60 seconds with Benjamin Momo Kadia21 October 2020 London School of Hygiene & Tropical Medicine London School of Hygiene & Tropical Medicine https://lshtm.ac.uk/themes/custom/lshtm/images/lshtm-logo-black.png
October is Black History Month in the UK, an annual observance that celebrates and reflects on Black history, arts and culture, as well as recognising the achievements and roles of Black people in shaping history. LSHTM is committed to fostering a supportive, enabling and inclusive environment, where all individuals are treated with dignity and respect, and where there is equality of opportunity for all regardless of characteristics or background.
What is your role and what does it involve?
I was appointed as Clinical Research Associate at LSTM to provide clinical, research and organisational support to the Gut Health Workstream of the UKRI Global Challenges Research Fund (GCRF) Against Stunting Hub. Through extended on-site visits and remote assistance, I provide support in all aspects of the Workstream’s observational cohort and interventional studies in Senegal, India and Indonesia. I also have teaching and training responsibilities within the Department of Clinical Sciences of LSTM.
Where are you based?
How long have you worked there (and what was your previous job)?
I started my role in October 2020, I am a physician general practitioner with four years of experience in delivering general medical services in rural Cameroon and in February 2020, I graduated with an MSc in Public Health for Development from LSHTM. After the MSc, I volunteered as Clinical Research Physician for diverse organisations including the Cameroon Society for Epidemiology and the Health Education and Research Organisation (HERO) in Cameroon. In addition, I assisted as a data work volunteer for LSHTM’s global database on public health and social measures against the COVID-19 pandemic. I also pursued independent research projects focusing on clinical and epidemiological aspects of tropical and infectious diseases.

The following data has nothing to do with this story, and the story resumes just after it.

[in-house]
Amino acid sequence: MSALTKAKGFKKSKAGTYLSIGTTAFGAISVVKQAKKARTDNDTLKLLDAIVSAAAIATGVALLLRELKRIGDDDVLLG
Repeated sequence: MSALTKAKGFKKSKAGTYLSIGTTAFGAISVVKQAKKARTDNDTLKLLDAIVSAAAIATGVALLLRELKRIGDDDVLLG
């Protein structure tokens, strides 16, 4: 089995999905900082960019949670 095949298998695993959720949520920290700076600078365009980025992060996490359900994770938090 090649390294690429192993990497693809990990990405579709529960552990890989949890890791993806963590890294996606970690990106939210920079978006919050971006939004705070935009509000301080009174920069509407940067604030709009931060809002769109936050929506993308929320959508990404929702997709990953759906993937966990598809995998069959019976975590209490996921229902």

What is a typical day for you?
Ordinarily, my day starts with jogging or walking to keep me fit. Then I usually have a meeting with my supervisor who leads the Gut Health Workstream of the Action Against Stunting Hub. During the meeting we set targets and update each other on the progress of the Gut Health Workstream, the Gut Health Research Group, the in-country teams in Senegal, Indonesia and India, and importantly, our involvement in projects of the Stunting Hub including interdisciplinary research. Occasionally, we also discuss another on-going project in Kenya as the delivery of this project informs some of our activities in the Gut Health Workstream. After the meeting, I engage in diverse virtual programmes including online training and webinars on gut health and related topics. I usually have breakfast by late morning, after which I focus on diverse tasks related to my role at LSTM. Broadly speaking, these tasks are geared towards overviewing and delivering the Gut Health Workstream and enhancing the research and teaching capacities of LSTM’s Department of Clinical Sciences.